And then you’re stuck in a predicament. You don’t have the time or budget to build a new internal team, but it’s not much cheaper to hire an agency to do the work for you.
According to research from Tower Lane Consulting, 75% of business owners bring in freelancers because their projects require specific skills at irregular times, and contract work is the most cost-effective way to address these needs.
That line of thought brings us to the next perk of using freelancers: They’re a great way to expand your business without the expenses of hiring full-time employees. You might need to pay more per hour than bringing on a new team member, but the preset contract gives you a defined window where the freelancer is on your payroll.
And if used properly, freelancers can help you scale your business while also limiting the risk of balancing a fully staffed team.
Take Advantage Of Special Skills
By hiring specialized experts, your small business can explore new opportunities for growth. Maybe your freelance social media manager has a video production background; that would give you a pathway to explore video ads (without needing a support agency or a licensed software).
Freelancers also don’t have the same restrictions as current team members. If your marketing department has spent years building a particular content strategy, bringing in a freelancer could introduce new ideas, methods, and experiences — an outside perspective.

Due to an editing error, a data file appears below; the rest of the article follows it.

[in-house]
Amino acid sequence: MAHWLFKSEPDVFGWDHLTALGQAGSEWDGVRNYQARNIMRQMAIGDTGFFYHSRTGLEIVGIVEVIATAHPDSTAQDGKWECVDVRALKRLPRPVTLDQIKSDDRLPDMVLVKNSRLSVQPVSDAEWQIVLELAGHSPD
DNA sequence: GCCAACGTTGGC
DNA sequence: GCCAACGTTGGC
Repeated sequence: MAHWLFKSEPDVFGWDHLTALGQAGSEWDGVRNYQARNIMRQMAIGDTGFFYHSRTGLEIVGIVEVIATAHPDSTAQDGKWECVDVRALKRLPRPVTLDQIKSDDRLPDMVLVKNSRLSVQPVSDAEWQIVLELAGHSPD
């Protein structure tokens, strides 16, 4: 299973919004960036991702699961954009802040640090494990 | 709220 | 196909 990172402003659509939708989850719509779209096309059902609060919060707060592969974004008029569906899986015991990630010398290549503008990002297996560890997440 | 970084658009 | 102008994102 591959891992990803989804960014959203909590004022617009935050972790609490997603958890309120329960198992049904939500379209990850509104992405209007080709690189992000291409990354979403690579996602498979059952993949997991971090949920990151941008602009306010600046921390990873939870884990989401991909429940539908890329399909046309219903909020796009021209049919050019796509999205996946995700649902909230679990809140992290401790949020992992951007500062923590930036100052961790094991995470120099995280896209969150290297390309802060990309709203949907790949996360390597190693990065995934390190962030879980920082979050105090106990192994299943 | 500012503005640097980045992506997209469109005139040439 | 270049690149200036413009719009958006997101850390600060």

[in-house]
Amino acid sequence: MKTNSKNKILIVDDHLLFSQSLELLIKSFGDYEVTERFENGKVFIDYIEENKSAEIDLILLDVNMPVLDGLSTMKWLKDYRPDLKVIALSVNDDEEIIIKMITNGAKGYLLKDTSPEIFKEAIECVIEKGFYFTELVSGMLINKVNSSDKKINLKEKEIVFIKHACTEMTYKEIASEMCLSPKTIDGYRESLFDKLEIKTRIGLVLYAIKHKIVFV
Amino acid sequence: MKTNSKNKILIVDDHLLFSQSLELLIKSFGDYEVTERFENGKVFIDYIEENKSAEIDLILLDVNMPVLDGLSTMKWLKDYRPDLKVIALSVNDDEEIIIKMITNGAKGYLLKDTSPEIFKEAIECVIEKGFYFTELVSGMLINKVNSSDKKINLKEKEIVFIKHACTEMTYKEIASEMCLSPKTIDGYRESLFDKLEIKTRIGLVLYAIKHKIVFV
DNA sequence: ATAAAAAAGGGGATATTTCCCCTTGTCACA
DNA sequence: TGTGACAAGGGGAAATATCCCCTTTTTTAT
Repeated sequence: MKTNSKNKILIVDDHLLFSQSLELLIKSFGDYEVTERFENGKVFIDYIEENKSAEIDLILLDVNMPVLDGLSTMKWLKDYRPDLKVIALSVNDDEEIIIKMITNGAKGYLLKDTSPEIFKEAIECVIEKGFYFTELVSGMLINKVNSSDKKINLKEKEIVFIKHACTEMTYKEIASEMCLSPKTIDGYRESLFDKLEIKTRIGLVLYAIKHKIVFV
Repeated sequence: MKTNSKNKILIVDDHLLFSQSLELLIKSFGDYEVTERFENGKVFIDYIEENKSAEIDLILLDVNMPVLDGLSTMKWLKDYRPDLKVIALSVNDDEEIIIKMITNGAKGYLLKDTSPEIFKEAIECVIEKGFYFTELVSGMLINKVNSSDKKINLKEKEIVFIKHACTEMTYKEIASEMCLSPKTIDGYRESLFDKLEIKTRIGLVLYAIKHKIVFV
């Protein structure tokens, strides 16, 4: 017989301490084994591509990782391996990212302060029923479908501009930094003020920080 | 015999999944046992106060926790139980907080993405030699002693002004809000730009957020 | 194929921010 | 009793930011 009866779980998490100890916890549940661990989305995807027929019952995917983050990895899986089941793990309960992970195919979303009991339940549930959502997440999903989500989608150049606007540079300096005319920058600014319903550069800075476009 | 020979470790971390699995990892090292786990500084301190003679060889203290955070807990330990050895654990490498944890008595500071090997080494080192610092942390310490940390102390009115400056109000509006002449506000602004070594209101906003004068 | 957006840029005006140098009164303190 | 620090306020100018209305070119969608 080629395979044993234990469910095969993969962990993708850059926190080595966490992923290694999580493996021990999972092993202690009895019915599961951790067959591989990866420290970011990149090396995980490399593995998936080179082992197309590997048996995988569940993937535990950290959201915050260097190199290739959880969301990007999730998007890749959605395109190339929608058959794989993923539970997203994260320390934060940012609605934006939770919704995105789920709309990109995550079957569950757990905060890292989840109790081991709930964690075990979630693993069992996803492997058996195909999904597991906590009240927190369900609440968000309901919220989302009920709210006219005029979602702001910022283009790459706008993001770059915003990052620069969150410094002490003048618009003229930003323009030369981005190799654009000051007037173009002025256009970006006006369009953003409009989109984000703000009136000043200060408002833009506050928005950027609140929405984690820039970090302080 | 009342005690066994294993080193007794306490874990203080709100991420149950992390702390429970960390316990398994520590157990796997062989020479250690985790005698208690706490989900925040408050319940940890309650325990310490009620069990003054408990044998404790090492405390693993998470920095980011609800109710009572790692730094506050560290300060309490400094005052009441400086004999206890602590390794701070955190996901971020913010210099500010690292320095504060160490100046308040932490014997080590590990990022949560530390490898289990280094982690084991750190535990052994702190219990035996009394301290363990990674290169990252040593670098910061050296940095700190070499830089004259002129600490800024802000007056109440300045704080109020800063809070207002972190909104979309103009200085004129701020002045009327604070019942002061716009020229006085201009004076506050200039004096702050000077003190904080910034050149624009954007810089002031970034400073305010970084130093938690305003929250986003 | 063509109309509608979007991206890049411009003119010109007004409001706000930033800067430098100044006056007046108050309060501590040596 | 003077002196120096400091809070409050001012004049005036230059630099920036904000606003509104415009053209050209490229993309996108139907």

There’s no guarantee that it will be a happy marriage, of course. (Not all outside opinions are welcomed, particularly between creatives and data-driven minds.) But a freelancer can give you a means of testing new ideas without having to take the risk of hiring a specialist as a full-time employee.
Set Healthier Expectations
Freelancers don’t live with the same level of job security as full-time employees. And that puts a lot of pressure on them to perform well, living up to (or even exceeding) expectations.
Now that doesn’t mean you’re free to set unrealistic goals or timelines for freelancers. But it does mean that a freelance may put more pride in every aspect of their work. You’re able to choose who to work with based on their skillset, so there is an intrinsic motivation for freelancers to maintain that reputation and prove their expertise.
This extends from background experience or technical ability to workplace behavior as well. In our current remote-work world, freelancers have become even more valuable to small businesses. Many freelancers are accustomed to working on their own, setting their own hours, and still meeting their deadlines.
That is a huge asset in comparison to hiring and onboarding a team member over Zoom, Slack, Teams, etc. And it’s just one more way that freelancers can help you grow your business without as much overhead.
Small business owners know the value of multi-purpose tools. And freelancers fill that role in just about every way you could ask. The task of placing a freelancer inside an existing team can be a little complicated, but there’s no way to ignore the long list of other benefits you can enjoy as a result.